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White House on Syria: ‘We have to be sure about the case we’re making’
The White House on Monday continued to delay a response to the Syrian regime’s use of chemical weapons on opposition forces, saying the Obama administration is still waiting for corroborating evidence of intelligence reports citing small-scale episodes of chemical-agent exposure.
“What he never did — and it is simplistic to do so — is say, ‘If x happens, then y would happen,’” Mr. Carney said. ” … He has simply said he would consider it a red line that had been crossed and would take appropriate action … he’s looking at a range of options and he is not removing any possible action from the table.”
Mr. Carney also flatly refuted a report in the New York Times over the weekend that Mr. Obama shocked senior aides in August 2012 when he warned Syria publicly that using chemical weapons would cross a “red line.”
“The president’s use of the term ‘red line’ was deliberate and based on U.S. policy,” he said.
Citing anonymous Obama advisers, the Times on Saturday reported that the president’s warning was “unscripted” and rattled aides because it went further than they believed he would. The report quoted an aide trying to clarify what Mr. Obama meant by using the “red-line” term — that he was thinking of a chemical attack that would cause “mass fatalities, not relatively small-scale episodes like those now being investigated.”
“[The] nuance got completely dropped,’” the aide lamented in the piece.
On the record with the red-line warning months ago, Mr. Obama is under increasing pressure to respond to Syrian President Bashir Assad’s use of chemical weapons against rebels trying to remove him from power. The U.S. intelligence community concluded several weeks ago that Mr. Assad’s regime has likely done so — at least on a small scale.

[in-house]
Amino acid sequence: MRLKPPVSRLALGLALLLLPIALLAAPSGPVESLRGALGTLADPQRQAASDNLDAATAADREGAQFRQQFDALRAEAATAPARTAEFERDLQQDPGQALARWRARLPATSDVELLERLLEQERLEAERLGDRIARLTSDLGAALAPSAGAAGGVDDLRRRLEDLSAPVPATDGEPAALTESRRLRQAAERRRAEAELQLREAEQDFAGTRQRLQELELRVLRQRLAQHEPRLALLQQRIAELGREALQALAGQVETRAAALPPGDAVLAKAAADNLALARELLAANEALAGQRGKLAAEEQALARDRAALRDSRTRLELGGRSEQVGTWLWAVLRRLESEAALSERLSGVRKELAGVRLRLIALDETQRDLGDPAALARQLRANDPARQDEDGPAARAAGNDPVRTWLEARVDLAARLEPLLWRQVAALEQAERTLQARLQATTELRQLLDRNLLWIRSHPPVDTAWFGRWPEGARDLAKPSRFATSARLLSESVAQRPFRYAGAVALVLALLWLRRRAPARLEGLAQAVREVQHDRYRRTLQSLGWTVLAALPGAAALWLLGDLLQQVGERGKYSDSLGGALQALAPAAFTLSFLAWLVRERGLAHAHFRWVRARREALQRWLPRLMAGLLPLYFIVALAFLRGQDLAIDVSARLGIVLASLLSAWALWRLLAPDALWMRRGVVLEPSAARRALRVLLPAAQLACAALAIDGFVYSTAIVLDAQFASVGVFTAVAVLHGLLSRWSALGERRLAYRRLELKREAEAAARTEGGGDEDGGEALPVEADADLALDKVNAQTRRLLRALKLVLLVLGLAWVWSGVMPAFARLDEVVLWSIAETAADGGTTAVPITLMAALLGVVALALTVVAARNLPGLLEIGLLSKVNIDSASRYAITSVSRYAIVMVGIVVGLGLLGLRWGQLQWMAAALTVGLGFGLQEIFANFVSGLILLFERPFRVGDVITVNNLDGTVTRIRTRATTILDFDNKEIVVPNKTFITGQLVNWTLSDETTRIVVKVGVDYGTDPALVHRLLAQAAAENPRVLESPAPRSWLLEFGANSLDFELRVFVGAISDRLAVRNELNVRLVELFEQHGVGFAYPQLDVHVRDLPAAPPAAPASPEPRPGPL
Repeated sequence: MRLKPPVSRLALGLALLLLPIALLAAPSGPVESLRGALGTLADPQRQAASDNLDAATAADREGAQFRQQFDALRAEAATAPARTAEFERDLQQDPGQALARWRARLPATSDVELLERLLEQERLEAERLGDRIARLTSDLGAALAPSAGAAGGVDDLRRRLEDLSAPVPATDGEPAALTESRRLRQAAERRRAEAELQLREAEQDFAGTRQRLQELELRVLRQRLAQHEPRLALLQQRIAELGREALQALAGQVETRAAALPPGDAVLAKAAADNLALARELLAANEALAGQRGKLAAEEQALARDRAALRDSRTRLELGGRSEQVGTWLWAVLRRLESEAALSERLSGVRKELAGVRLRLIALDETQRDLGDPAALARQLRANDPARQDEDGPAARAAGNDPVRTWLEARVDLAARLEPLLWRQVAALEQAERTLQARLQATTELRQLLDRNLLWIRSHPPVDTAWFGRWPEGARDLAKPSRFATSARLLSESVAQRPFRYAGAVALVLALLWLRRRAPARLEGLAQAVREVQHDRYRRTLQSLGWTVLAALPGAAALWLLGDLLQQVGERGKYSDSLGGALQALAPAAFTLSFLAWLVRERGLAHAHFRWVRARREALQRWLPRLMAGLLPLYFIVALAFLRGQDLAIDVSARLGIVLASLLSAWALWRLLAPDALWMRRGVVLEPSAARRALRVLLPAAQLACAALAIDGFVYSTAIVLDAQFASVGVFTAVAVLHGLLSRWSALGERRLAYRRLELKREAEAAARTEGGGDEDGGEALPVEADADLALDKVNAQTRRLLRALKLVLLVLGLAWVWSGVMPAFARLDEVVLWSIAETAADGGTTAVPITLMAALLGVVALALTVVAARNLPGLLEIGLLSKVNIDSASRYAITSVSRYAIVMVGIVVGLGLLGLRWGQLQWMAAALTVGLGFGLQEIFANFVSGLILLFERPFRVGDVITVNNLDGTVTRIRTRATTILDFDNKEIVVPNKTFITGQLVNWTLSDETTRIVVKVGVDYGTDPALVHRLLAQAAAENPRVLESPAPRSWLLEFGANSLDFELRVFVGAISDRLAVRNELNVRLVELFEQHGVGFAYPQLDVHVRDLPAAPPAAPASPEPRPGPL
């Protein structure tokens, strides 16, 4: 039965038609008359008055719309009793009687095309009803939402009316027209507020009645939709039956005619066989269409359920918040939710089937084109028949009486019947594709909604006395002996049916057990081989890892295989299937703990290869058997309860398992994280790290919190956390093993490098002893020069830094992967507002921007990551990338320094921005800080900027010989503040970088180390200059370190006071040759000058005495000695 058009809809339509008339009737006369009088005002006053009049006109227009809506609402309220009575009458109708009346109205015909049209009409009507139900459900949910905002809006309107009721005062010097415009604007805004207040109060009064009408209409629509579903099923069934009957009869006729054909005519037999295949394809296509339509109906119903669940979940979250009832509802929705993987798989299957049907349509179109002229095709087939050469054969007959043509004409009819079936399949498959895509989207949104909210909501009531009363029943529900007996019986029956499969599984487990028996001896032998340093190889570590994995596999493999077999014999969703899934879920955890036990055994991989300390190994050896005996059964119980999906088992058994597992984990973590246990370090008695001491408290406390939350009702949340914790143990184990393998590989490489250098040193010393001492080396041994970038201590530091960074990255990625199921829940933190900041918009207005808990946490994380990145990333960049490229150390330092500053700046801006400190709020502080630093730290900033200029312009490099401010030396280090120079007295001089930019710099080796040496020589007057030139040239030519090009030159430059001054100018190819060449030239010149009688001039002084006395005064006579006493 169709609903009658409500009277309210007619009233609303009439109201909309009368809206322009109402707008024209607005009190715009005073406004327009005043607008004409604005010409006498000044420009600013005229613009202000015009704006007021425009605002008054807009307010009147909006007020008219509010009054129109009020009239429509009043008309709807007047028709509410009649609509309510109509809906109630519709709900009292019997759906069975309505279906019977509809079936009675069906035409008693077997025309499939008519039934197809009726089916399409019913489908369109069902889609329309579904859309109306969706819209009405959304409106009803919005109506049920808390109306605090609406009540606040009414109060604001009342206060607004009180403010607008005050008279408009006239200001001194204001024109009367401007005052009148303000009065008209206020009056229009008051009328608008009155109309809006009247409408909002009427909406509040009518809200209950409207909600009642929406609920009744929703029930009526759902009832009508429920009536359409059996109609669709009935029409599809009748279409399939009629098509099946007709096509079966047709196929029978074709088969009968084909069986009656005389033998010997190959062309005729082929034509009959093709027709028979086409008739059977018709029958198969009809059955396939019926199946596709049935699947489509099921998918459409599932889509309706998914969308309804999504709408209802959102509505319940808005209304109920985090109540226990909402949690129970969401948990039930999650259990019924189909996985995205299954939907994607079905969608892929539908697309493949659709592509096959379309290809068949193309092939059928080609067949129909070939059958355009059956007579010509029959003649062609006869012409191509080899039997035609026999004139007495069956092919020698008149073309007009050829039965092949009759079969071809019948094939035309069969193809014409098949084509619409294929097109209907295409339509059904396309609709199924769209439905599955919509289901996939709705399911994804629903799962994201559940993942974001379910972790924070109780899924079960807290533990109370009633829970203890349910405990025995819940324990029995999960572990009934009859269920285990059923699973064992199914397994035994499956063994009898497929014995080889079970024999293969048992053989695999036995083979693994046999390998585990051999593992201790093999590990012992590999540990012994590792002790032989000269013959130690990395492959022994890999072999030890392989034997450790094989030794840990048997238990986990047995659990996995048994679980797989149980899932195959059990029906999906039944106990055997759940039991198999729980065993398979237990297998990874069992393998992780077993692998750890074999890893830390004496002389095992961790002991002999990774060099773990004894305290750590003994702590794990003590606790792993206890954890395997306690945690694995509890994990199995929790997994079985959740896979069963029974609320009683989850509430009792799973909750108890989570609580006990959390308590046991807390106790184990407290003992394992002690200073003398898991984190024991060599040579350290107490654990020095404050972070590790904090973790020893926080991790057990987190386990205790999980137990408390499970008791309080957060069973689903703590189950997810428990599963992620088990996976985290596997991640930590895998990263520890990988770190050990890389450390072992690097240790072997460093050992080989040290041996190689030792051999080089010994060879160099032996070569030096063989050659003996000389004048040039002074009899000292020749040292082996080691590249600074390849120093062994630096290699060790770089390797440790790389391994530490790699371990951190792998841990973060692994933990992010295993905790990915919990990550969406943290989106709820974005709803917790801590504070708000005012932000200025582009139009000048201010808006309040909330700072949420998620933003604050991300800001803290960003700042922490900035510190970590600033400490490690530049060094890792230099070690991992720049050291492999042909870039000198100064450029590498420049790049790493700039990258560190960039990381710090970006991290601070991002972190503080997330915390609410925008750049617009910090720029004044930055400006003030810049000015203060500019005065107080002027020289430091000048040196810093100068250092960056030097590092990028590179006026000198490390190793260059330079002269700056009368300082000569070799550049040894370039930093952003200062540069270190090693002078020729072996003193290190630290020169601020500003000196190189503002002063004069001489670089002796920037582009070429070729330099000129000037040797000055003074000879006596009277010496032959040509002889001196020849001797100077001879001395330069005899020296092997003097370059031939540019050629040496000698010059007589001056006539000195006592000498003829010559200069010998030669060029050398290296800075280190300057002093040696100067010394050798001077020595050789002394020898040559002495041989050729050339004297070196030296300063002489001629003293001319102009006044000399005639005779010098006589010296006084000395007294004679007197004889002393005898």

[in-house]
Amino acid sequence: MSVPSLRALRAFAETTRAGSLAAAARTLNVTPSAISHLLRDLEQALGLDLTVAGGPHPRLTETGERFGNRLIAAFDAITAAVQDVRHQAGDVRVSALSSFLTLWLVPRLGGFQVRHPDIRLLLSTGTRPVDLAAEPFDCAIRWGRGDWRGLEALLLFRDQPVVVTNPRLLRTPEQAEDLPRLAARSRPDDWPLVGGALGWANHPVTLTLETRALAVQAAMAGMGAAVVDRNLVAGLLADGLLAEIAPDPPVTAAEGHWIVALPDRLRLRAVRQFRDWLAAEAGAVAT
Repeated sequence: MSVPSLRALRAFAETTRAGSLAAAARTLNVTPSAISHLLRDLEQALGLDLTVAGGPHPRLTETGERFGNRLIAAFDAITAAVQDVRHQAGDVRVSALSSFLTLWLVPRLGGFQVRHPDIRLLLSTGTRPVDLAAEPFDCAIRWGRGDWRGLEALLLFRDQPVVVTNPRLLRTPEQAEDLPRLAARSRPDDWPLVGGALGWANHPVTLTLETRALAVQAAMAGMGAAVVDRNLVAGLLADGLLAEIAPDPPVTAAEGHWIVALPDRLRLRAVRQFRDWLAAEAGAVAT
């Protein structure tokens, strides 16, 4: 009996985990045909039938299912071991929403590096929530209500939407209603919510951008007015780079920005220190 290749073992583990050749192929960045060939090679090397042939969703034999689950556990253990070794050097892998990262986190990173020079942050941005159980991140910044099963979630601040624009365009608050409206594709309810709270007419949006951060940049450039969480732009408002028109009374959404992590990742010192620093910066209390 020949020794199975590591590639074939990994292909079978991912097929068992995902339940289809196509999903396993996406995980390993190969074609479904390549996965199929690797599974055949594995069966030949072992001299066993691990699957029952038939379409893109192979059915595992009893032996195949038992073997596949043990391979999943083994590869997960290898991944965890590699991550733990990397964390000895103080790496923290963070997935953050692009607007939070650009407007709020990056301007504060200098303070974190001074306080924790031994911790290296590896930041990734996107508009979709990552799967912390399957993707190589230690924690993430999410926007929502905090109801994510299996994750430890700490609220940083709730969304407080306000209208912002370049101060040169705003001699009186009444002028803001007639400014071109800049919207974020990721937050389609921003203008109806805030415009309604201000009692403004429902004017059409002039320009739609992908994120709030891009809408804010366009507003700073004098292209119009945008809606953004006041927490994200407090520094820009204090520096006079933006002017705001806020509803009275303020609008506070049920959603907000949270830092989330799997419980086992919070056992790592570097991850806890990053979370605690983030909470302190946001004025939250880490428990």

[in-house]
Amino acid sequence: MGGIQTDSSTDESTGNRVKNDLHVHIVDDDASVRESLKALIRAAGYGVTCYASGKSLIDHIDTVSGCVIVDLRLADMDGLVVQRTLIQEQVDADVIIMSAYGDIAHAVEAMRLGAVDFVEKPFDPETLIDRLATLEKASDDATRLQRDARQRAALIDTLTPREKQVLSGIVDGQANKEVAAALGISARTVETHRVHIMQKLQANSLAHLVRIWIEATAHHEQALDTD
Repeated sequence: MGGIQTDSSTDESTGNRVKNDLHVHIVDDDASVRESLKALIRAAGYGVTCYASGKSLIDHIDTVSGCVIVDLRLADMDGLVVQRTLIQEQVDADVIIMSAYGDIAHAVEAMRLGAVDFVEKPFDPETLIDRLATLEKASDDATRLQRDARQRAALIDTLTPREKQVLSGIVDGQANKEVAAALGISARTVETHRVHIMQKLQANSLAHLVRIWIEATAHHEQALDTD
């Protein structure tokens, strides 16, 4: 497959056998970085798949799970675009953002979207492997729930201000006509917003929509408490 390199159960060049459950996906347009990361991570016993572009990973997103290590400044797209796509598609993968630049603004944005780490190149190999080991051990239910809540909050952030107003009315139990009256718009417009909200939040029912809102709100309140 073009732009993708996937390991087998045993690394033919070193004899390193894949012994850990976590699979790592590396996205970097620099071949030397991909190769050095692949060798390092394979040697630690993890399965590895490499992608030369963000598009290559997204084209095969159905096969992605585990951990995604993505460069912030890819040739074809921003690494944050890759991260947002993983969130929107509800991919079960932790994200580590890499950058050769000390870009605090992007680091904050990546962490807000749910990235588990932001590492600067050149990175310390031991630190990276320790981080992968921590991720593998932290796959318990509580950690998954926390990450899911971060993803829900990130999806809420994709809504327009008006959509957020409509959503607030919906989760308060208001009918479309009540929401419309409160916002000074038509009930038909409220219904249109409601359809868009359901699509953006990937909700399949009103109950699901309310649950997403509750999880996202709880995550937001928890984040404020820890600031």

Sen. John McCain, Arizona Republican, on Sunday ridiculed Mr. Obama’s inaction so far, saying the president’s “red-line” must have been written in “disappearing ink.”
Over the weekend, Israel launched an airstrike on a arms depot in the Syrian capital of Damascus that killed at least 42 Syria soldiers. Israel reportedly was worried that Syria would try to ship some high-tech weapons to Hezbollah fighters in Lebanon who could use them to strike Tel Aviv. On Monday, Mr. Carney defended Israel’s right to “take action” to protect itself.
© Copyright 2014 The Washington Times, LLC. Click here for reprint permission.
About the Author
Susan Crabtree is an award-winning investigative reporter with more than 15 years of reporting experience in Washington, D.C. Her reporting about bribery, corruption and conflict-of-interest issues on Capitol Hill has led to several FBI and ethics investigations, as well as consequences for members within their caucuses and at the ballot box. Susan can be reached at email@example.com.
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